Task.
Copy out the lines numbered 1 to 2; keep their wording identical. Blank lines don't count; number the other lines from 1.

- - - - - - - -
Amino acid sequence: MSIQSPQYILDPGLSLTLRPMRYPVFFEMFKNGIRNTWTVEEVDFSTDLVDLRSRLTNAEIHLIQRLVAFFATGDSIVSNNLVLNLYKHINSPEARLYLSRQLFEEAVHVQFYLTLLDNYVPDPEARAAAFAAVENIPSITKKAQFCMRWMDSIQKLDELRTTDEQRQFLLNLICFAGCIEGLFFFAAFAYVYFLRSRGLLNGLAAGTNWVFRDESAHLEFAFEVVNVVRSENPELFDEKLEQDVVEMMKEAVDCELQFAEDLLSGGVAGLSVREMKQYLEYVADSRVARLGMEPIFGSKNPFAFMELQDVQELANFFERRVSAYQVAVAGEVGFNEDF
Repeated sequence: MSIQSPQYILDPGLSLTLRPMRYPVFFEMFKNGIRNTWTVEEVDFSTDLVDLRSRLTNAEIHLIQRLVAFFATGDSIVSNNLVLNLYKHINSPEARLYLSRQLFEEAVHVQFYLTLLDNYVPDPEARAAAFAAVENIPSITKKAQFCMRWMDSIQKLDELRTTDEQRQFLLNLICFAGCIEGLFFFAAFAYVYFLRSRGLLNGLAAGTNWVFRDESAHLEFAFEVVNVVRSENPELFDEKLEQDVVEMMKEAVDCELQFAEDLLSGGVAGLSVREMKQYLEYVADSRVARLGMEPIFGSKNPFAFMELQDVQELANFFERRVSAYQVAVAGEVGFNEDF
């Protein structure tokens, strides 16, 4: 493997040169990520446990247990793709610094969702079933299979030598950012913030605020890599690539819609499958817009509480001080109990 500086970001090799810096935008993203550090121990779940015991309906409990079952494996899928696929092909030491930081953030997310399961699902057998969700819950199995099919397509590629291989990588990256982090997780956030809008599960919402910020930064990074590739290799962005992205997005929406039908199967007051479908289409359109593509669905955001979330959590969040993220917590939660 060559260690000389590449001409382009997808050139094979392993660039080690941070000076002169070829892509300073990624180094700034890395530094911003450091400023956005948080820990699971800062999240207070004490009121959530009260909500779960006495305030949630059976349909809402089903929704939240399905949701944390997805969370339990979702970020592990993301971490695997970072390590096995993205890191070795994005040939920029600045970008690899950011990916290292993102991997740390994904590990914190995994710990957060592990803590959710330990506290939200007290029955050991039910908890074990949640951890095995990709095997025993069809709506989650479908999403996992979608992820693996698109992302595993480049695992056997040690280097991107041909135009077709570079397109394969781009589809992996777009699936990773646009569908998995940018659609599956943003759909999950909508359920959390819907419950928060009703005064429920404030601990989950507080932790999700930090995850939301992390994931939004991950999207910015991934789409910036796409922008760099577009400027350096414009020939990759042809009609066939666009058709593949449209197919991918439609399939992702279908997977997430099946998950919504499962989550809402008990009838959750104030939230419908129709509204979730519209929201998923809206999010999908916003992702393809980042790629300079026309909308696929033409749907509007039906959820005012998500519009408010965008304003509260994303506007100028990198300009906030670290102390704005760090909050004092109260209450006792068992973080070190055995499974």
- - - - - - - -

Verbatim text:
Amino acid sequence: MSIQSPQYILDPGLSLTLRPMRYPVFFEMFKNGIRNTWTVEEVDFSTDLVDLRSRLTNAEIHLIQRLVAFFATGDSIVSNNLVLNLYKHINSPEARLYLSRQLFEEAVHVQFYLTLLDNYVPDPEARAAAFAAVENIPSITKKAQFCMRWMDSIQKLDELRTTDEQRQFLLNLICFAGCIEGLFFFAAFAYVYFLRSRGLLNGLAAGTNWVFRDESAHLEFAFEVVNVVRSENPELFDEKLEQDVVEMMKEAVDCELQFAEDLLSGGVAGLSVREMKQYLEYVADSRVARLGMEPIFGSKNPFAFMELQDVQELANFFERRVSAYQVAVAGEVGFNEDF
Repeated sequence: MSIQSPQYILDPGLSLTLRPMRYPVFFEMFKNGIRNTWTVEEVDFSTDLVDLRSRLTNAEIHLIQRLVAFFATGDSIVSNNLVLNLYKHINSPEARLYLSRQLFEEAVHVQFYLTLLDNYVPDPEARAAAFAAVENIPSITKKAQFCMRWMDSIQKLDELRTTDEQRQFLLNLICFAGCIEGLFFFAAFAYVYFLRSRGLLNGLAAGTNWVFRDESAHLEFAFEVVNVVRSENPELFDEKLEQDVVEMMKEAVDCELQFAEDLLSGGVAGLSVREMKQYLEYVADSRVARLGMEPIFGSKNPFAFMELQDVQELANFFERRVSAYQVAVAGEVGFNEDF